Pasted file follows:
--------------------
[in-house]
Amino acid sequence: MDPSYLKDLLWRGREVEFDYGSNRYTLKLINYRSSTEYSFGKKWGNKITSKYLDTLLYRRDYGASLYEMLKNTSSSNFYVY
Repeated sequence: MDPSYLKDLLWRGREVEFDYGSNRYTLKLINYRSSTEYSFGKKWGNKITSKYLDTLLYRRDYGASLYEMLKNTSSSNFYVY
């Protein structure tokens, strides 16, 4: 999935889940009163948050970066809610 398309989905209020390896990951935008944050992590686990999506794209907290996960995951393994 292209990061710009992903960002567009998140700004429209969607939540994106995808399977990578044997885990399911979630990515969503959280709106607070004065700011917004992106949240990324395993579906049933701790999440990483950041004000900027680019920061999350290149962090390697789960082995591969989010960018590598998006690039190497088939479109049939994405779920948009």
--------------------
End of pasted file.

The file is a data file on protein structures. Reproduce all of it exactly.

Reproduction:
[in-house]
Amino acid sequence: MDPSYLKDLLWRGREVEFDYGSNRYTLKLINYRSSTEYSFGKKWGNKITSKYLDTLLYRRDYGASLYEMLKNTSSSNFYVY
Repeated sequence: MDPSYLKDLLWRGREVEFDYGSNRYTLKLINYRSSTEYSFGKKWGNKITSKYLDTLLYRRDYGASLYEMLKNTSSSNFYVY
């Protein structure tokens, strides 16, 4: 999935889940009163948050970066809610 398309989905209020390896990951935008944050992590686990999506794209907290996960995951393994 292209990061710009992903960002567009998140700004429209969607939540994106995808399977990578044997885990399911979630990515969503959280709106607070004065700011917004992106949240990324395993579906049933701790999440990483950041004000900027680019920061999350290149962090390697789960082995591969989010960018590598998006690039190497088939479109049939994405779920948009």